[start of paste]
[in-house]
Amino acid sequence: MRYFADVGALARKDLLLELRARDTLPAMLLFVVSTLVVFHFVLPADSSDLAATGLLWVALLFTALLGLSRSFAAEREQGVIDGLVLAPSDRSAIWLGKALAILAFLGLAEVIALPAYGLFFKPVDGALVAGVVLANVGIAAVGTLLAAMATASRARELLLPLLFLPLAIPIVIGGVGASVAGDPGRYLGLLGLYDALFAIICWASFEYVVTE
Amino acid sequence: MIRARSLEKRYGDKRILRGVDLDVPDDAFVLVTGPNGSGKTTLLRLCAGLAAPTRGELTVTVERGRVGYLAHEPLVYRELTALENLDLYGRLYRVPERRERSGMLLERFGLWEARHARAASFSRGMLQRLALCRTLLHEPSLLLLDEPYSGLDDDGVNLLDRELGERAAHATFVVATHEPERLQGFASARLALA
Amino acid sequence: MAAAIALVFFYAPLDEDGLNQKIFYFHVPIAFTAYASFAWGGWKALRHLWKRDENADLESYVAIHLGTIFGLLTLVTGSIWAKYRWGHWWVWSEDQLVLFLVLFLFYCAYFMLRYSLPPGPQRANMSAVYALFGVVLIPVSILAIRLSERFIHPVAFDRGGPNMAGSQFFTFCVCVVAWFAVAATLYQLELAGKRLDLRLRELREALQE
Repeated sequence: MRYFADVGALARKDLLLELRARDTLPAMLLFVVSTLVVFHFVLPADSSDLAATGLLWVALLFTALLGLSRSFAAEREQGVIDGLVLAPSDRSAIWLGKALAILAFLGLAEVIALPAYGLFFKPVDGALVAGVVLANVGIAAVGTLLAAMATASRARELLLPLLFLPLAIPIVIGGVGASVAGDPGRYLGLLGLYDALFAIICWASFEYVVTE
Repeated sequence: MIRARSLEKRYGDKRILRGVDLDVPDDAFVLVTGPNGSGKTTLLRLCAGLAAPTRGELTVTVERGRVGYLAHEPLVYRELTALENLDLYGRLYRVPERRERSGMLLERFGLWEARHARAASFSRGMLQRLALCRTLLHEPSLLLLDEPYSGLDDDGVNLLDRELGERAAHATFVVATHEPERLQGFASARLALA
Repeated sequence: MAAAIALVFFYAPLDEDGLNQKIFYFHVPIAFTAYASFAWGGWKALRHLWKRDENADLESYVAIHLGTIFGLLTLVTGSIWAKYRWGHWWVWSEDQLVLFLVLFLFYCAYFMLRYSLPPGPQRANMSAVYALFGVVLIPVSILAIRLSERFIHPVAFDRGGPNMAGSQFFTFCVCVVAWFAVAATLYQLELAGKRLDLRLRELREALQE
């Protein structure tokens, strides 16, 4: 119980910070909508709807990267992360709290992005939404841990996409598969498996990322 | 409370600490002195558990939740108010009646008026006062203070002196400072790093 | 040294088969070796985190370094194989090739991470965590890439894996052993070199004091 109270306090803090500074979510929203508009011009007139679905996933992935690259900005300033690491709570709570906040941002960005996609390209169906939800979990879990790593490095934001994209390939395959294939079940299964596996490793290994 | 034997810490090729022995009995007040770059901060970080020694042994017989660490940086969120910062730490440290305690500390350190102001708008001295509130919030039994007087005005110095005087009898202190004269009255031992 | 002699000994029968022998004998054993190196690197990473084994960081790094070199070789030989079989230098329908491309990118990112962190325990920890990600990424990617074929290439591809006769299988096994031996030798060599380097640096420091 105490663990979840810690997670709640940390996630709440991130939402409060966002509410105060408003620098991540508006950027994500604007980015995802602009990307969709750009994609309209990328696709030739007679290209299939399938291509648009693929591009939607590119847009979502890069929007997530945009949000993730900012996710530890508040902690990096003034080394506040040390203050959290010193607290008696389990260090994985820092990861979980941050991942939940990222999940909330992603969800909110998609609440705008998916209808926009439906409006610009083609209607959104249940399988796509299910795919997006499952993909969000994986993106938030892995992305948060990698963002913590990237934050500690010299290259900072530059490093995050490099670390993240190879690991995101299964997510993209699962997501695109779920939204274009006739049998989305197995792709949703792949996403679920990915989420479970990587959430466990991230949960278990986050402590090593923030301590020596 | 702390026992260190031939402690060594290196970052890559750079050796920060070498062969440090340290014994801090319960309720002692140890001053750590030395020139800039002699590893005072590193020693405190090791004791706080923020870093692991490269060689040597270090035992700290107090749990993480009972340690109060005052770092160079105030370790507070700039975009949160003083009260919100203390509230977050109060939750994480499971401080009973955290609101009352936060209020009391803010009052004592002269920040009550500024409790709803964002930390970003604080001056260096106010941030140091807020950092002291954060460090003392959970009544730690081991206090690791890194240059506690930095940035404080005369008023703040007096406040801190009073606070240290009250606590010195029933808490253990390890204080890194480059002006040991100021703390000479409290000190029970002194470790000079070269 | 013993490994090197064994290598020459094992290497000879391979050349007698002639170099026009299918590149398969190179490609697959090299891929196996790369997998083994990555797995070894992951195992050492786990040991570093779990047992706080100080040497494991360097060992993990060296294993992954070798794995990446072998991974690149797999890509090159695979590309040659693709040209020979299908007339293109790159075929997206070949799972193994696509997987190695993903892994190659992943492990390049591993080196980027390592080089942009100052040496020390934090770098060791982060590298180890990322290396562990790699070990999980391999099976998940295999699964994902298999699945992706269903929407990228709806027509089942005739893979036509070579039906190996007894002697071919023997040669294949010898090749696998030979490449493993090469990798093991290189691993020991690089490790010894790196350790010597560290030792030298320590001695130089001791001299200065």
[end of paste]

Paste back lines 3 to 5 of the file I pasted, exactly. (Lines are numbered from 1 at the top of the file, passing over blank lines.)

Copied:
Amino acid sequence: MIRARSLEKRYGDKRILRGVDLDVPDDAFVLVTGPNGSGKTTLLRLCAGLAAPTRGELTVTVERGRVGYLAHEPLVYRELTALENLDLYGRLYRVPERRERSGMLLERFGLWEARHARAASFSRGMLQRLALCRTLLHEPSLLLLDEPYSGLDDDGVNLLDRELGERAAHATFVVATHEPERLQGFASARLALA
Amino acid sequence: MAAAIALVFFYAPLDEDGLNQKIFYFHVPIAFTAYASFAWGGWKALRHLWKRDENADLESYVAIHLGTIFGLLTLVTGSIWAKYRWGHWWVWSEDQLVLFLVLFLFYCAYFMLRYSLPPGPQRANMSAVYALFGVVLIPVSILAIRLSERFIHPVAFDRGGPNMAGSQFFTFCVCVVAWFAVAATLYQLELAGKRLDLRLRELREALQE
Repeated sequence: MRYFADVGALARKDLLLELRARDTLPAMLLFVVSTLVVFHFVLPADSSDLAATGLLWVALLFTALLGLSRSFAAEREQGVIDGLVLAPSDRSAIWLGKALAILAFLGLAEVIALPAYGLFFKPVDGALVAGVVLANVGIAAVGTLLAAMATASRARELLLPLLFLPLAIPIVIGGVGASVAGDPGRYLGLLGLYDALFAIICWASFEYVVTE